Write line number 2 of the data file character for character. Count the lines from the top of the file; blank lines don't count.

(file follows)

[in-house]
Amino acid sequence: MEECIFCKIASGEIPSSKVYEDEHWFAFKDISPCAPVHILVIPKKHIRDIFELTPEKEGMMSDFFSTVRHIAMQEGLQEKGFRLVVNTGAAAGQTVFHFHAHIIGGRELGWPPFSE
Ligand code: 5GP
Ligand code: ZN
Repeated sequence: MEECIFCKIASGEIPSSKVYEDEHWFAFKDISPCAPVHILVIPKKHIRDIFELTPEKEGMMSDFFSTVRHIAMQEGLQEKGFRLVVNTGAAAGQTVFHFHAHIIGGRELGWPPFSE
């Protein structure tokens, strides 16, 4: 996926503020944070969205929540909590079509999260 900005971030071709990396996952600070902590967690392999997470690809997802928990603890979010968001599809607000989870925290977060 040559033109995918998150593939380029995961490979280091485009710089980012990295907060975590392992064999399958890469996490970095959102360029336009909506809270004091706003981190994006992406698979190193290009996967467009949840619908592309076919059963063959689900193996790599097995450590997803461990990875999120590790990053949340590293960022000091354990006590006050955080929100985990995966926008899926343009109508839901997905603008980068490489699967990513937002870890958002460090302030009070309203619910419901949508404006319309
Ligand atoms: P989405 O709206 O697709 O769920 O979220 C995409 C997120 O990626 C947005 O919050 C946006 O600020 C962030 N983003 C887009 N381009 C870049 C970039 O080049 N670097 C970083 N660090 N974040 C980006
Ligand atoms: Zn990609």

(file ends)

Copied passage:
Amino acid sequence: MEECIFCKIASGEIPSSKVYEDEHWFAFKDISPCAPVHILVIPKKHIRDIFELTPEKEGMMSDFFSTVRHIAMQEGLQEKGFRLVVNTGAAAGQTVFHFHAHIIGGRELGWPPFSE